Light-Toned Rocks Exposed along Coprates Chasma
NASA/JPL/University of Arizona
Light-Toned Rocks Exposed along Coprates Chasma
ESP_027973_1650  Science Theme: Geologic Contacts/Stratigraphy
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Coprates Chasma exposes several kilometers of rock that tell scientists about processes that occurred in the ancient past and in the subsurface. In this HiRISE image, rocks that display several colors and brightness are visible along the chasma wall.

Some of the brighter rocks could be minerals that formed when basaltic rock was altered by water flowing deep underground a long time ago before the chasma opened up. Alternatively, the light-toned rocks may be sediments that were deposited when water filled up portions of the chasma.

Dark dunes that could still be active are at the bottom of the image, attesting to more recent activity in this location.

Written by: Cathy Weitz  (29 August 2012)

This is a stereo pair with ESP_025441_1650.
 
Acquisition date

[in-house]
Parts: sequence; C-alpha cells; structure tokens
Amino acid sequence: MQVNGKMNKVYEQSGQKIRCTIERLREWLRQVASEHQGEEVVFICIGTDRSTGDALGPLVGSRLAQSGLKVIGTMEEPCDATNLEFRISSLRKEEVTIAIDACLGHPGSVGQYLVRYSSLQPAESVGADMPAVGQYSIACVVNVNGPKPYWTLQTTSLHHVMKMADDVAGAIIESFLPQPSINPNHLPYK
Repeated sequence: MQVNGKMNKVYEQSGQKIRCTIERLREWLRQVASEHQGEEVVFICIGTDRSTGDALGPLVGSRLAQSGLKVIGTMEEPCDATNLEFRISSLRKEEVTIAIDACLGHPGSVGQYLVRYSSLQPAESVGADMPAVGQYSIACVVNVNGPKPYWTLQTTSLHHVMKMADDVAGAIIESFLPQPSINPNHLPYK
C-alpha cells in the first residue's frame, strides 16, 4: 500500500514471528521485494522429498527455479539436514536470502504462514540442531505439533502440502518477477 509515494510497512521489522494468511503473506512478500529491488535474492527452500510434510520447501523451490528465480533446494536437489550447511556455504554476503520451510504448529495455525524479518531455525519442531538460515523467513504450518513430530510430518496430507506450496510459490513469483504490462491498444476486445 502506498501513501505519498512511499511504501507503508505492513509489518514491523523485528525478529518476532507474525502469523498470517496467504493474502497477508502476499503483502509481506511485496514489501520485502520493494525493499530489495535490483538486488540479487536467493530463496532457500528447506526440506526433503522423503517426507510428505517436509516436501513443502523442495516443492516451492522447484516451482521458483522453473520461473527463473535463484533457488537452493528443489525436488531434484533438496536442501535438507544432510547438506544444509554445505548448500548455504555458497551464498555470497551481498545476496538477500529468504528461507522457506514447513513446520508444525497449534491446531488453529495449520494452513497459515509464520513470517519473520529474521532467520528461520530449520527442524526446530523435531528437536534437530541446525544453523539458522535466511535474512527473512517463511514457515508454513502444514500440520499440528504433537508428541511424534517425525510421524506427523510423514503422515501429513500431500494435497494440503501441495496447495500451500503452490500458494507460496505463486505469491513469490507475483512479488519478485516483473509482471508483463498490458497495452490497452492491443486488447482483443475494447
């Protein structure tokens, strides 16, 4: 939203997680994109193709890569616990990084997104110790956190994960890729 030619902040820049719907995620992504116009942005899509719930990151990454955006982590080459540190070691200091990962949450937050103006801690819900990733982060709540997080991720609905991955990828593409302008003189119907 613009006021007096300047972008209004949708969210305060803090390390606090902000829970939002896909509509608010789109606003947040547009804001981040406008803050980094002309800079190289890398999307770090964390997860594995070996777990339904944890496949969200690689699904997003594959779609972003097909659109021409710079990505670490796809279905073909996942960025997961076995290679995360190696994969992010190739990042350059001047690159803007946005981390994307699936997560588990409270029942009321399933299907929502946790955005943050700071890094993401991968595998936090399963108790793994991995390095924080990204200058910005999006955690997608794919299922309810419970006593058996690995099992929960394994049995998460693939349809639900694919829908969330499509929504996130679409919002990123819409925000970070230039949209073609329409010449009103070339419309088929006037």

15 July 2012

Local Mars time
15:35

Latitude (centered)
-14.740°

Longitude (East)
304.568°

Spacecraft altitude
264.6 km (164.4 miles)

Original image scale range
27.5 cm/pixel (with 1 x 1 binning) so objects ~82 cm across are resolved

Map projected scale
25 cm/pixel and North is up

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Equirectangular

Emission angle
17.5°

Phase angle
47.9°

Solar incidence angle
61°, with the Sun about 29° above the horizon

Solar longitude
139.6°, Northern Summer

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North azimuth:  103°
Sub-solar azimuth:  36.3°
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POSTSCRIPT
NASA’s Jet Propulsion Laboratory, a division of the California Institute of Technology in Pasadena, Calif., manages the Mars Reconnaissance Orbiter for NASA’s Science Mission Directorate, Washington. The HiRISE camera was built by Ball Aerospace and Technology Corporation and is operated by the University of Arizona.